By Linda Fippin, President of the Board of Trustees
I suppose quoting Bob Dylan is diagnostic of being in a particular generation, but time and again I find that his words resonate with the current era. The song (and album) The Times They Are A-Changin’ was released in 1964, the year that Congress passed the Civil Rights Act, striking down Jim Crow laws and other forms of discrimination, but it was also the year that the number of American soldiers in Vietnam increased from around 25,000 to 184,000, leading to a dramatically increased level of military operations. It was certainly an era of great social changes, some welcome, some not so much, but all of them reaching into people’s lives in ways that were uncomfortable for some, challenging for most and unavoidable for all.
The past few years have also been a time of sweeping changes: the Covid-19 pandemic, violent demonstrations – some protesting police killings, some protesting election results – controversial Supreme Court decisions, war on the borders of Europe. Sometimes it makes me think of another quote from a musical source from the 60s: Stop the World – I Want to Get Off!
But changes are unavoidable now, just as they were in the 60s and in every other era in which there were upheavals. And maybe every era has upheavals, and it’s just that some “upheave” more than others. Lately, I’ve been listening to a podcast that Reverend Carol recommended called American History Tellers, and it has made me feel less like our current era is one of the worst ever. We all know how terrible the Civil War was, but I (admittedly having dozed through required American History classes) was not really aware of how many times America has been through lots of other terrible episodes of violence, economic hardship, political machinations, oppression and corruption – things that would utterly horrify us now. And yet, here we are, better off in many ways and at least not worse off in most others. That makes me more hopeful and able to face changes with more equanimity and willingness to (paraphrasing Bob Dylan) get out of the way if I can’t lend a hand in dealing with them.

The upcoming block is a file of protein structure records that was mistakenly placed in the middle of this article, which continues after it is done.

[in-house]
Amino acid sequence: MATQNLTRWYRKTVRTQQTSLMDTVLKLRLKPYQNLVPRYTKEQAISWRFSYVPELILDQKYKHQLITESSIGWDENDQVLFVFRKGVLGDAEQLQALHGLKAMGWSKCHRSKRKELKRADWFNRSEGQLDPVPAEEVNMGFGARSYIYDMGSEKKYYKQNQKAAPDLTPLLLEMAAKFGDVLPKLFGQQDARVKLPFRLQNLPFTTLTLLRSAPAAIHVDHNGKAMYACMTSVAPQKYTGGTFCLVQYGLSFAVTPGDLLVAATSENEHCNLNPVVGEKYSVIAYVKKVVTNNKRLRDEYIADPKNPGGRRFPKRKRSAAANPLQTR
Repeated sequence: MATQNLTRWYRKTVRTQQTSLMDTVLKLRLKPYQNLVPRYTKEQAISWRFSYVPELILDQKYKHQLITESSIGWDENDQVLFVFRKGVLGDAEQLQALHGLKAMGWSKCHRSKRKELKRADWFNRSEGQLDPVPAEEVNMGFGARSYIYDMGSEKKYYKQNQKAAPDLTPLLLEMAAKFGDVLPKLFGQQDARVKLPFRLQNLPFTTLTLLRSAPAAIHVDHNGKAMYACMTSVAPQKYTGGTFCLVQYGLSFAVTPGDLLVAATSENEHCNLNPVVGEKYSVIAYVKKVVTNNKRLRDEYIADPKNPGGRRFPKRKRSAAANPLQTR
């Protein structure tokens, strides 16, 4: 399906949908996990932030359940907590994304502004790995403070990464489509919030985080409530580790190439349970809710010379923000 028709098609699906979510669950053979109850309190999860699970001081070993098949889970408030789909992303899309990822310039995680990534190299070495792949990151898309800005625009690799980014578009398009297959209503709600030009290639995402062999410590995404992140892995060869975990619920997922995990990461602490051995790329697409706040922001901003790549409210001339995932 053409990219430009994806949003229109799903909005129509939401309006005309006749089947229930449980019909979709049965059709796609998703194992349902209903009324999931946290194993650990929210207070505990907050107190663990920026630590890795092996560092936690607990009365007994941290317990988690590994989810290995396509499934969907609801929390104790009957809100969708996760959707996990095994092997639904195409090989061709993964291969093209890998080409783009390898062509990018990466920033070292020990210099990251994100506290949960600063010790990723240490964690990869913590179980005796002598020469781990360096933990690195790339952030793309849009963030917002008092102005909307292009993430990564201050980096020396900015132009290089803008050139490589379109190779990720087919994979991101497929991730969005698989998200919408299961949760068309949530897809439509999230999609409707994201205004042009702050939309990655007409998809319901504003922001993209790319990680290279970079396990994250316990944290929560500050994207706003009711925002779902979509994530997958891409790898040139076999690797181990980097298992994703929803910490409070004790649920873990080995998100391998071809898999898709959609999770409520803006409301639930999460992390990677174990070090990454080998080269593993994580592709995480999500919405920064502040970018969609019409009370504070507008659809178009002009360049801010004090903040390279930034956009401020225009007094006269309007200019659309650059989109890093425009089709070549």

If you have read Reverend Carol’s recent blog post, you will know that changes are afoot in Unitarian Universalism, too. I must admit that I was just getting really settled in with the 7 Principles and 6 Sources, and now they may be on the way out. The changes that the UUA has proposed are just that, “proposed changes,” that are not inevitable or immutable. It will be essential that the Westside congregation think about and discuss what the changes would mean for Westside, the things we do and how we do them. The Board of Trustees will be actively involved in providing information and facilitating discussion of the proposed changes and their implications for Westside and its people in the coming months. As always, the Board welcomes your comments, concerns and questions about the proposed changes or anything else that is on your mind.